Do you have concerns about the quality or health of your relationship? Have you felt humiliated or insulted by your partner’s behavior? On bad days, you wonder what you’re doing together. But you remember good times and even now, on occasion, you feel loved. Your partner has probably told you that you are the problem, and you may be wondering if it is “true.”
In the peer-reviewed literature, the unhealthy domination by a partner is called “coercive control.” It’s more than just occasional nastiness or bossiness—it affects several areas of your life and causes you to change your behavior to keep the peace. You may be so accustomed to some items on this list, they just feel like “this is the way it is.”
Below are a series of questions about some of the controlling behaviors you may have experienced. There is no one right way to score this list. Instead of providing a definitive answer I hope they help clarify whether you’re a victim of coercive control.
• Does your partner try to isolate you and keep you away from other people?
• Does your partner limit or monitor your phone conversations, social media use, email, or mail?
• If you have children in your lives, does your partner try to control or harm your relationship with the children?
• Does your partner spy on you or stalk you?
• Does your partner try to control your access to resources such as money or transportation?
• Does your partner make you feel afraid by shouting, swearing, name-calling, or insulting you?
• Does your partner try to control aspects of your health or body in ways that are harmful to you, such as making demands regarding your: eating or weight, sleeping, bathing, or using the bathroom?
• Does your partner push you to use substances such as street drugs, prescription drugs for nonmedical reasons, or more alcohol than you want? The reality of being a woman — by the numbers.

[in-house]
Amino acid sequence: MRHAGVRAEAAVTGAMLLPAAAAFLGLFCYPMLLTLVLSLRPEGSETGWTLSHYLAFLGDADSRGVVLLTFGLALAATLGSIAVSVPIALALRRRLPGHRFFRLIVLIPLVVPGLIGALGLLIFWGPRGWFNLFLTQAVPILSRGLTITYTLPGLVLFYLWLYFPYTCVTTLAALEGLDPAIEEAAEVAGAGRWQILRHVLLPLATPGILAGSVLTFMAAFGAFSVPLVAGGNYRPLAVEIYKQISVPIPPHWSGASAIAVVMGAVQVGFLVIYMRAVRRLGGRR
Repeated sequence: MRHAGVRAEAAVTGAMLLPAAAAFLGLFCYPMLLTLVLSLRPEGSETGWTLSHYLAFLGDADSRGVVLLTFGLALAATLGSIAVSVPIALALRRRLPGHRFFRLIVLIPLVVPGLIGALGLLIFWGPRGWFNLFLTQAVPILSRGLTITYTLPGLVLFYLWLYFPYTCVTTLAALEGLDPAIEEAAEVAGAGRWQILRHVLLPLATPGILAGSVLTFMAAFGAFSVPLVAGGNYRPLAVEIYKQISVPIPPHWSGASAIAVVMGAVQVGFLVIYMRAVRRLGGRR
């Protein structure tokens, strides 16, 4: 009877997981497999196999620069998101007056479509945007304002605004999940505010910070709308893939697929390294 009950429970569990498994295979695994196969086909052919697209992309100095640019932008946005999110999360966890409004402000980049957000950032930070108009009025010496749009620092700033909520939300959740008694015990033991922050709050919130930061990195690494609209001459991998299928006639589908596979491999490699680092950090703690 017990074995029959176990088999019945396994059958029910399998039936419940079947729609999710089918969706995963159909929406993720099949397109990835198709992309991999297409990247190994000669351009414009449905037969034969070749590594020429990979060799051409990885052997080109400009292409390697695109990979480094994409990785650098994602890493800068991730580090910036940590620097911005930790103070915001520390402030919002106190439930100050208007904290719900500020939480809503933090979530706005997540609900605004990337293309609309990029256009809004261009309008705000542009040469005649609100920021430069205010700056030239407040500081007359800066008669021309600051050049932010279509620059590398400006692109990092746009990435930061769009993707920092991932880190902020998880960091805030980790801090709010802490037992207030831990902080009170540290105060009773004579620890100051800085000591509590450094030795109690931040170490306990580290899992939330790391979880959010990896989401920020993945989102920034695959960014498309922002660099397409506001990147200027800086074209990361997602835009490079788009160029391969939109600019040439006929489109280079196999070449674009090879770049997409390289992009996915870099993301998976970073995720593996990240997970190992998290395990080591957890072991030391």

• Does your partner push you to change your body in ways you’d rather not, such as getting tattoos or piercings or cosmetic surgery?
• Does your partner push or force you sexually? Does your partner push you to avoid practicing safe sex? Does your partner push you to take sexual pictures or videos?
• Does your partner refuse to speak with you for long periods?
• Does your partner hurt you physically, threaten you with guns or other weapons, or suicide?
Why do some partner’s resort to coercive control? One of the defining features of a controlling relationship is there is no foundation of trust. The controlling partner’s need for control comes from a deep fear of unpredictability and vulnerability. One way to understand this core terror is a fear of vulnerability that comes with loving and trusting someone. The controlling partner has likely been betrayed in past relationships and fears being hurt again. The controlling partner has decided to paint all possible partners with the same brush and is constantly worried that you’ll turn out the same as all the rest.
If you think you are in a controlling relationship what can you do? Many people stick with their partners for months, years and decades, waiting for them to change. Remember, past behavior is the best predictor of the future. Without some intensive intervention, most controlling partners will not change. You can try to be hopeful about the possibility of freedom in your future, whether that freedom takes the form of improving or ending the relationship. Only you can decide.